adventures in homemade cleaners

January 21, 2009 at 10:31 pm 8 comments

A few weeks ago, I told you that I was making my own laundry soap and dishwasher soap because of my son’s possible allergy to detergents.

homemade laundry soap

I found several recipes on-line for making liquid laundry soap. They pretty much all involved a grated bar of soap, or a fraction of a bar melted in a pot with some water and boiled for a few minutes. Sometimes borax and/or washing soda were thrown in for extra cleaning power. Seriously, it seems like anything goes and the measurements depend on water quality and how concentrated you want to make your concoction. A 5 gallon bucket was usually involved plus lots and lots of water to fill the aforementioned 5 gallon bucket.

Well, I don’t have a 5 gallon bucket or maybe I do and I don’t know about it. I would have to ask Todd if he has one in the garage that he can spare. But I do have an extra 2 gallon soup pot. So I used that instead and added enough water to fill my pot (this would be 3 gallons less than most recipes I had been reading.)

I wondered if I had done something wrong.  Nothing like the thick  stuff you buy in big plastic jugs at the store.  My “detergent”  looked like cloudy water. Not thick at all. I put it under the sink to let it cure overnight as instructed, not holding out much hope that my concoction would thicken.

Boy oh boy, was I wrong. I was both pleasantly surprised and worried at the same time. I was surprised that my liquid had thickened to the consistency of softened butter. And I was worried that now I had a product that was too thick to use as is. I thought I’d have to put it back on the stove and divide it out and start adding more water and find more containers.

Nope.  That wasn’t necessary!  I keep my pot of laundry soap on top of my dryer with a 1/4 cup measuring spoon and just put one scoop into each wash load. First,  I put  a little bit of hot water in the bottom of the machine to help melt the soap before changing the water temperature and adding the clothes.  I’m not sure if this is necessary, but I’m doing it and everything is working well.  Stains are coming out and my clothes smell like nothing.  I love that. They’re clean and there is no odor. No dirt, gunk, or grime and no perfumes either.

I love my new very economical homemade laundry soap that was a lot easier to make than I thought it was going to be.

homemade dishwasher soap

I found a few places on-line for homemade dishwasher soap. All it is 1 tablespoon of borax and 1 tablespoon of washing soda. Easy enough. The first week was OK. I was pleased.  My dishes were clean and there were no more spots than usual on my glasses. Then I started seeing spots. Not water spots, but little bitty spots of soap. I was having to wash my glasses by hand after they came out of the dishwasher.  Then there were more spots with each passing day until the spots all melted together into a film. Then it wasn’t just on my glasses. It was all over my plastic cereal bowls and I could feel it on some of my other dishes too.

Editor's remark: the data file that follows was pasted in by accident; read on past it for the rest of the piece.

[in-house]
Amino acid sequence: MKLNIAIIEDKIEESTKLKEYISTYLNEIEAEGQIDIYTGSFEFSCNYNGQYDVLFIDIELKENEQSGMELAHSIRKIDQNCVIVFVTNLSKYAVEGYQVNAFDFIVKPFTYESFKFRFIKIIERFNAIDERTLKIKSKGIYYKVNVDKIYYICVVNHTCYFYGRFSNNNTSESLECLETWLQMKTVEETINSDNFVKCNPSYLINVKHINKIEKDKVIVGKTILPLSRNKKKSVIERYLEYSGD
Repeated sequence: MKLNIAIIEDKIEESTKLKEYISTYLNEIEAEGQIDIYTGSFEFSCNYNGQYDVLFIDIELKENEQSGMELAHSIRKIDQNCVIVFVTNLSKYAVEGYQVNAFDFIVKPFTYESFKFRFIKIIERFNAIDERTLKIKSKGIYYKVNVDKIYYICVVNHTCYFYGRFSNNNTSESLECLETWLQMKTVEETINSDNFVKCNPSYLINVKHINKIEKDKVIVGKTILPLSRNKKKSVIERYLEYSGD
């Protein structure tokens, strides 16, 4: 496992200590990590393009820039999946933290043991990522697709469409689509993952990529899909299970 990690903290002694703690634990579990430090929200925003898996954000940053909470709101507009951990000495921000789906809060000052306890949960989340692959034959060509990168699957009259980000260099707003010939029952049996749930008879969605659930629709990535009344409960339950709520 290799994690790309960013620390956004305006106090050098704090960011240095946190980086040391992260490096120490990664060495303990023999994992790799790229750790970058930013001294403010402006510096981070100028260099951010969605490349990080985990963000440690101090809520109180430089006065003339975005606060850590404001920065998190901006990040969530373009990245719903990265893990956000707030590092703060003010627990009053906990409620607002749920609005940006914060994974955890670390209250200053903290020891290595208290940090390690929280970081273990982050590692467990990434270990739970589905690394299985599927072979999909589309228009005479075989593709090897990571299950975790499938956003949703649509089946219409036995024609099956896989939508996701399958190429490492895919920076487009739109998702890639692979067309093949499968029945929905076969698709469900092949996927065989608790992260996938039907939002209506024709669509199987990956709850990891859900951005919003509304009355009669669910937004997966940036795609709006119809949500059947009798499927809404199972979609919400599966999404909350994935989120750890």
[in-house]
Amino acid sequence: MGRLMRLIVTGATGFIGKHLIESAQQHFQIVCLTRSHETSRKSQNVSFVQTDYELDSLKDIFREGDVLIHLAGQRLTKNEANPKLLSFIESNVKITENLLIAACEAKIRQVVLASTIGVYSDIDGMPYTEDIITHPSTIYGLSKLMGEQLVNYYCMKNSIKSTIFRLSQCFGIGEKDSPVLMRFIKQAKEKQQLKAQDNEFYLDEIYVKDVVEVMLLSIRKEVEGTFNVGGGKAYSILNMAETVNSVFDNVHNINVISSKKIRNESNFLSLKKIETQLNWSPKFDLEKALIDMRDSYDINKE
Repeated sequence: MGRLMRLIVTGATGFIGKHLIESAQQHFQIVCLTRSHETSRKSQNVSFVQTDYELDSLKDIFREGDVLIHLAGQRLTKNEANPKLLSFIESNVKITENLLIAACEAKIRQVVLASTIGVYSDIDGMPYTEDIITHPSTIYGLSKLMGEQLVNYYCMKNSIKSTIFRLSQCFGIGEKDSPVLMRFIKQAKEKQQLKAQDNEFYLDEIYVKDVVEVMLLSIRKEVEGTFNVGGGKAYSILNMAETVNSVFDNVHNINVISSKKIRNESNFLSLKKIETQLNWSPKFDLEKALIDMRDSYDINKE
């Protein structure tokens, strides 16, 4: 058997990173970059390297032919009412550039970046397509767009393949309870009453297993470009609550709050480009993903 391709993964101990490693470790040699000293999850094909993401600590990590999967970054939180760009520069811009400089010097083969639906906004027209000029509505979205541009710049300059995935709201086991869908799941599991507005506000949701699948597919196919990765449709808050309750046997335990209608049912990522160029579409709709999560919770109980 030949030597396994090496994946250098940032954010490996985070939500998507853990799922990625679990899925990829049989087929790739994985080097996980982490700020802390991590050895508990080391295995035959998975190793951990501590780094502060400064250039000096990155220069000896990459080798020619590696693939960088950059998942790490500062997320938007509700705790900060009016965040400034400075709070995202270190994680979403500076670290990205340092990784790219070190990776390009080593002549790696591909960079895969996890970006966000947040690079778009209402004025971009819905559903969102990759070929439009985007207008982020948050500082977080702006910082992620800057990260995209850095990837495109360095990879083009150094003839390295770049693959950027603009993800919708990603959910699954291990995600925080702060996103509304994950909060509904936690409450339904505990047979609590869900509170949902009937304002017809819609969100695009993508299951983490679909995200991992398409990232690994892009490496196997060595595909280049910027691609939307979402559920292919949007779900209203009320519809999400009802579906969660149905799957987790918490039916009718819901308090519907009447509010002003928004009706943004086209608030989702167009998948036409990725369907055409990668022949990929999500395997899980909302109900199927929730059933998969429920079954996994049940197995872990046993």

I tried vinegar. I tried running an extra rinse. I used an old box of fruit gel to clean out my dishwasher (I read that citric acid was good for this.)  But still I was seeing spots and film. YUCK.  So I used up the rest of my Electrasol.  I’d be happy to hear what works for this. Am I using too much of my stuff? It is possible that the first week when I didn’t have the spots, I was using less than I was when I started getting the spots (I stopped measuring.)  But then I started measuring again and still got the dry powdery feeling film on my glasses.

What’s a girl to do?

homemade dish soap

I had laundry soap and dishwasher soap (at the time, this was still working for me and I was happy with it.) Now I needed something to replace my dawn dish detergent. Something to cut grease on pots and pans and something to wash my hands with several times a day, also to cut grease since I’m always coating Jackson with Vaseline, cocoa butter, Shea butter or aquaphor.

I only found one recipe for liquid hand soap. It’s just hard to make something to cut the grease, I guess.  My advice: stick to bar soap. That doesn’t solve the cleaning of pots and pans problem but it’s great for hands.

I found this recipe at for liquid hand soap. All I can say is that I tried it and is she nuts???? Did this tip nut person even make it herself before posting it on her blog for everyone to see? And how about the picture there–definitely the product pictured is not the recipe here.

This recipe says to use the blender. Duh. All I can say is I should’ve known better. Don’t believe everything that I read.  So I followed the ingredients and started whirring.  STOP, turn the machine off. The ingredients which really only filled the first couple of inches in my blender immediately foamed and bubbled and went straight to the top of the container and would have overflowed had  I not turned the blender off.

So what kind of soap did the tip nut use?  Or maybe she didn’t actually use soap and only used water and honey.